The NA27/UBS4 is only the latest "critical" edition of the Greek text. Prior to the release of this text, the critical text was the NA26/UBS3 text. Thus, the old Logos Library System had the NA26 text (NA26.lsf/NA26.lix). The NA26 is to the UBS3 as the NA27 is to the UBS4 text.

So what changed between NA26 and 27 or between UBS 3 and 4? Not the main Greek text. The body of NA26 is the same as that of NA27. Likewise for UBS3 and UBS4. The difference between NA26 and NA27 is in the apparatus (see below). The difference between UBS3 and UBS4 is similar. That is, the changes are all in the apparatus, not the main body of Greek text. The apparatus changes in both editions are significant.

How does Metzger's "Textual Commentary" fit in?

Metzger's Textual Commentary is a fabulous book, highly recommended for anyone working with the Greek. The Textual Commentary is, essentially, an expansion of the UBS4 textual apparatus. Metzger (who was on the committee that produced NA27/UBS4) provides further information on the background of many places in the Greek NT where these variants occur.

Other Differences (between print versions)


As mentioned above, the NA27 and UBS4 texts are designed to meet different needs. The primary difference between these two in print is not the main body text. Instead, each volume presents its own radically different critical apparatus.

What is an apparatus?

This is a valid question. A critical apparatus is used to record textual variants among manuscripts. There are literally thousands of Greek manuscripts, papyri, and fragments (not to mention ostraca) that provide textual evidence to NT textual critics. The apparatus is a shorthand method of providing information on which manuscripts support the accepted reading (i.e., the main body text) and which provide an alternative.

So, what is the difference?

The UBS4 Greek New Testament, in print, was designed to be used by translators. It provides information on major variants that may affect one's translation. Thus, the UBS4 apparatus is smaller, but where it does provide information on variants, it traditionally supplies a lot of information. The UBS4 has, in actuality, two different apparatuses -- the textual (or critical) apparatus and the discourse segmentation (i.e., punctuation) apparatus. In addition, a cross-reference system is also meshed in the apparatuses.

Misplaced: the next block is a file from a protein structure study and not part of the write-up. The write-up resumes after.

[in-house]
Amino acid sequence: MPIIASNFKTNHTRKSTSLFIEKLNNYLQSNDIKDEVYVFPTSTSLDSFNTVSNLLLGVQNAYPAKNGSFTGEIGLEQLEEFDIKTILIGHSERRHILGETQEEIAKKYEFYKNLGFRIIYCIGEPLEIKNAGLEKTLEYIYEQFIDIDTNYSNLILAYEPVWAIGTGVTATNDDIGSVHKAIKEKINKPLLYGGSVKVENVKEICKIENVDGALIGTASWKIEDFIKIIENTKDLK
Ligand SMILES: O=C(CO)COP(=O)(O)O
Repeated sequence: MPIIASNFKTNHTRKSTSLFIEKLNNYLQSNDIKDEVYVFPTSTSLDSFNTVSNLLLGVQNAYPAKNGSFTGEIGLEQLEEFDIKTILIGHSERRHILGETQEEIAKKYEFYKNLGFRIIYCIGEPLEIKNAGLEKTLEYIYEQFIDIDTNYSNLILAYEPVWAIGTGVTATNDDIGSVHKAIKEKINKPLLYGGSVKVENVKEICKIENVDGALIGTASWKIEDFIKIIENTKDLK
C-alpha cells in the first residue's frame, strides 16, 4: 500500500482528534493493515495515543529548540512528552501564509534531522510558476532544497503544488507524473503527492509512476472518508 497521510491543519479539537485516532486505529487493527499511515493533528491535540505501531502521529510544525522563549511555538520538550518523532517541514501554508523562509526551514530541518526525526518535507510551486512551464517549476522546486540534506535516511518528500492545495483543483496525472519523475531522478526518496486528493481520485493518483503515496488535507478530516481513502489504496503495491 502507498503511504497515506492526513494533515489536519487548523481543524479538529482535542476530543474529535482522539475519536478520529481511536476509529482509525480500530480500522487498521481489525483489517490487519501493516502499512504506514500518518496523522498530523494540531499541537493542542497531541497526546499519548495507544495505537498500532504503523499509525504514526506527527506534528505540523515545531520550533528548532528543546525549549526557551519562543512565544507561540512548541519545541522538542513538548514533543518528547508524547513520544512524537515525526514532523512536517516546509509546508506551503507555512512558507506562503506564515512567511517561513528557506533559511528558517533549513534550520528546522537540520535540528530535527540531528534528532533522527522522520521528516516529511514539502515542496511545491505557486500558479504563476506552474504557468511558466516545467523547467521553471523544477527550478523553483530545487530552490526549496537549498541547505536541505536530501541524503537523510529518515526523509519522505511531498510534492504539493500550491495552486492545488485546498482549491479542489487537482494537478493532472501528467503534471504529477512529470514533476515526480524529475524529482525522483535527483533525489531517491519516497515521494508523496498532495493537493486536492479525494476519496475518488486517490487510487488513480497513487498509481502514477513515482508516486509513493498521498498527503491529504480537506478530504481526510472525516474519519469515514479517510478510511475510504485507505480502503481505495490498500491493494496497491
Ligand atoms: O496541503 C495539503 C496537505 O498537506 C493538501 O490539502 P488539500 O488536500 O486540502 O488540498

The NA27 Novum Testamentum Graece, on the other hand, is geared more toward scholars and textual critics who often have different concerns than do translators. Thus, the NA27 apparatus has information on many more variants, but it is presented in a more compact notation and often to less of a degree. It also treats variants that may not have translational significance (e.g., variants in word order or orthography). The NA27 also has a huge amount of information in the margins of the text (cross references, Eusebian canon references for the Gospels, and more).

Regarding the Tischendorf Apparatus and how it compares -- well, the Tischendorf apparatus is massive in comparison to both of these. It is fairly much exhaustive, at least for the material Tischendorf had at hand. That is why Tischendorf is valuable. However, at the same time, none of the manuscripts recovered in the past 140 years are treated at all in Tischendorf's magnum opus. The serious, thorough text critic will want to use NA27 and supplement it with Tischendorf when more exhaustive information is required.

Other Differences

Other differences are primarily physical. That is, the UBS4 in print is typically in a maroon ("ox blood") leather or faux-leather cover, while the NA27 is typically black. The sizes are different -- NA27 typically has wider margins than the UBS4. In the U.S., when buying a print Greek NT, one typically has to look hard to find an NA27, while finding UBS4 texts is pretty easy.